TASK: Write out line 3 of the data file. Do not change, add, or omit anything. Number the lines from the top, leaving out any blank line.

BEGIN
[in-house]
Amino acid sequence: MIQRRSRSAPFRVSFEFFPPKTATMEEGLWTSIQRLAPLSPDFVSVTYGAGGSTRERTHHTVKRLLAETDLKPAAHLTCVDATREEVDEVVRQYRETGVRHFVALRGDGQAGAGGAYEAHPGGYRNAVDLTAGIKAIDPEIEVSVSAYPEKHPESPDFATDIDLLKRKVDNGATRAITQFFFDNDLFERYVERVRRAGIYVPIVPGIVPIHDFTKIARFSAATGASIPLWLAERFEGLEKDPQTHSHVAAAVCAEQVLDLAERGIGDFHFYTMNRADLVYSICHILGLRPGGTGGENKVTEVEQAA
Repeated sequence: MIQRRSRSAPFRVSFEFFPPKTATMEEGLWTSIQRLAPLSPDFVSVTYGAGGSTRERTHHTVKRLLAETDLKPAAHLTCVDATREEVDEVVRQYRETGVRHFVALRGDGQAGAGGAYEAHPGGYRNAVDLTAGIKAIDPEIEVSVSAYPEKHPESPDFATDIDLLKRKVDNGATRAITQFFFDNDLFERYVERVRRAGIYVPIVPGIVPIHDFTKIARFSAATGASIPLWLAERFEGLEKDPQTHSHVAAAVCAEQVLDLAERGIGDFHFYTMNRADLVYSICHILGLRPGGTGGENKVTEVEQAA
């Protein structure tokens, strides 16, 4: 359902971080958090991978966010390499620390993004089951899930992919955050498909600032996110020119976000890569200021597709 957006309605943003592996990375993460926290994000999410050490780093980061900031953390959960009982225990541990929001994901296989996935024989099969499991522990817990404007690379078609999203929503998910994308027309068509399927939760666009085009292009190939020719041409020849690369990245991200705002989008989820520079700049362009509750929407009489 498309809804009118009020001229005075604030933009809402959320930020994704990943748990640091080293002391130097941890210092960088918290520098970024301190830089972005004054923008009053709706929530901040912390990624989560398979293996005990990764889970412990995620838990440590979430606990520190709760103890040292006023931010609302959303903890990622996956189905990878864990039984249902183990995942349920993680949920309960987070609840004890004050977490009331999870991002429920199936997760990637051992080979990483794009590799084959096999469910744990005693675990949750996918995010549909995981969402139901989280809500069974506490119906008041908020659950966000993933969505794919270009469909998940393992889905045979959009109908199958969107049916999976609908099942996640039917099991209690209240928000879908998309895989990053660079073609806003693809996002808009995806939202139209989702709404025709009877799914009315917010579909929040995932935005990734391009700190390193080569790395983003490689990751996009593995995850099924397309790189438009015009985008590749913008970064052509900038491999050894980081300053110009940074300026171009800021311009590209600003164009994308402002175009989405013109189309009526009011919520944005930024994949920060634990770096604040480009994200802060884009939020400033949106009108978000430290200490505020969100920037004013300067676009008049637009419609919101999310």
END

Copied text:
Repeated sequence: MIQRRSRSAPFRVSFEFFPPKTATMEEGLWTSIQRLAPLSPDFVSVTYGAGGSTRERTHHTVKRLLAETDLKPAAHLTCVDATREEVDEVVRQYRETGVRHFVALRGDGQAGAGGAYEAHPGGYRNAVDLTAGIKAIDPEIEVSVSAYPEKHPESPDFATDIDLLKRKVDNGATRAITQFFFDNDLFERYVERVRRAGIYVPIVPGIVPIHDFTKIARFSAATGASIPLWLAERFEGLEKDPQTHSHVAAAVCAEQVLDLAERGIGDFHFYTMNRADLVYSICHILGLRPGGTGGENKVTEVEQAA